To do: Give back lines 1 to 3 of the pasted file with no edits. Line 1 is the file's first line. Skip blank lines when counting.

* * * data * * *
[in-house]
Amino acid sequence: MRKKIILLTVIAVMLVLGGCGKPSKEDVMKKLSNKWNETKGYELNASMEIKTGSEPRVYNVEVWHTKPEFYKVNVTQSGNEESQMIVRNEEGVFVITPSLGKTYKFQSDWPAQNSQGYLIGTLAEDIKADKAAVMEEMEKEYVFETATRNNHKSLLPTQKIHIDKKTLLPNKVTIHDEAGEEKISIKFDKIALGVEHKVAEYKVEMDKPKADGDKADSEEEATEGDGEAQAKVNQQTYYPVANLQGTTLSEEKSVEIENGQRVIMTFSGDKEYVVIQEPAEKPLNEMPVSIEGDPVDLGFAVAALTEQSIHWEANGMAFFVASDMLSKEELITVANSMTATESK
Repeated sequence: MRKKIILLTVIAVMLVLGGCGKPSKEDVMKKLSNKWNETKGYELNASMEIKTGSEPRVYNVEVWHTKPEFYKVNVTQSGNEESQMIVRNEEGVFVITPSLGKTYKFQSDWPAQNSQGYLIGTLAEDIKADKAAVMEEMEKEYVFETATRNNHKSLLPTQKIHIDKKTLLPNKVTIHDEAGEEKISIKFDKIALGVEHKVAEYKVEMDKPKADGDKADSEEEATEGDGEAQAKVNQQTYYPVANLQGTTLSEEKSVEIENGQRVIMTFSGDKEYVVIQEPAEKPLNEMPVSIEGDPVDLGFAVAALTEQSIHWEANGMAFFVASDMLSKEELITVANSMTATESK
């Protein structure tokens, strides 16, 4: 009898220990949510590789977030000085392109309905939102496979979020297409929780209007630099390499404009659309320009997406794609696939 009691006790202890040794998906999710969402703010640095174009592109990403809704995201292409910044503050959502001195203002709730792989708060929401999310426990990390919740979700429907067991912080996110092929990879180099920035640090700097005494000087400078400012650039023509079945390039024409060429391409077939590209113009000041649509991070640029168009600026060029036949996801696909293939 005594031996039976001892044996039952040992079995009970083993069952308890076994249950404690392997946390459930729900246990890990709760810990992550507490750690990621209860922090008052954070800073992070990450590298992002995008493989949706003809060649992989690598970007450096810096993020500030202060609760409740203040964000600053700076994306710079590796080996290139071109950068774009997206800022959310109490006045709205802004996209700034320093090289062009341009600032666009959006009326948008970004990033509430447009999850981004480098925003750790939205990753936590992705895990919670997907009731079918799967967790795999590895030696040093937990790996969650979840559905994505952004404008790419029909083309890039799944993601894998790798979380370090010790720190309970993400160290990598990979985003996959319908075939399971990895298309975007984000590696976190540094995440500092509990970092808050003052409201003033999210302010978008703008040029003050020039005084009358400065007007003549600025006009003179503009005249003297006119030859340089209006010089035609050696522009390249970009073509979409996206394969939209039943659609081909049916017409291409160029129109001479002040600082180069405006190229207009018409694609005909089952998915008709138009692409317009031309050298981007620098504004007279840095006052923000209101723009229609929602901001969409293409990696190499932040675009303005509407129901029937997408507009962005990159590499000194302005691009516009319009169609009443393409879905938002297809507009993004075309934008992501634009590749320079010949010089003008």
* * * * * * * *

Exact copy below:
[in-house]
Amino acid sequence: MRKKIILLTVIAVMLVLGGCGKPSKEDVMKKLSNKWNETKGYELNASMEIKTGSEPRVYNVEVWHTKPEFYKVNVTQSGNEESQMIVRNEEGVFVITPSLGKTYKFQSDWPAQNSQGYLIGTLAEDIKADKAAVMEEMEKEYVFETATRNNHKSLLPTQKIHIDKKTLLPNKVTIHDEAGEEKISIKFDKIALGVEHKVAEYKVEMDKPKADGDKADSEEEATEGDGEAQAKVNQQTYYPVANLQGTTLSEEKSVEIENGQRVIMTFSGDKEYVVIQEPAEKPLNEMPVSIEGDPVDLGFAVAALTEQSIHWEANGMAFFVASDMLSKEELITVANSMTATESK
Repeated sequence: MRKKIILLTVIAVMLVLGGCGKPSKEDVMKKLSNKWNETKGYELNASMEIKTGSEPRVYNVEVWHTKPEFYKVNVTQSGNEESQMIVRNEEGVFVITPSLGKTYKFQSDWPAQNSQGYLIGTLAEDIKADKAAVMEEMEKEYVFETATRNNHKSLLPTQKIHIDKKTLLPNKVTIHDEAGEEKISIKFDKIALGVEHKVAEYKVEMDKPKADGDKADSEEEATEGDGEAQAKVNQQTYYPVANLQGTTLSEEKSVEIENGQRVIMTFSGDKEYVVIQEPAEKPLNEMPVSIEGDPVDLGFAVAALTEQSIHWEANGMAFFVASDMLSKEELITVANSMTATESK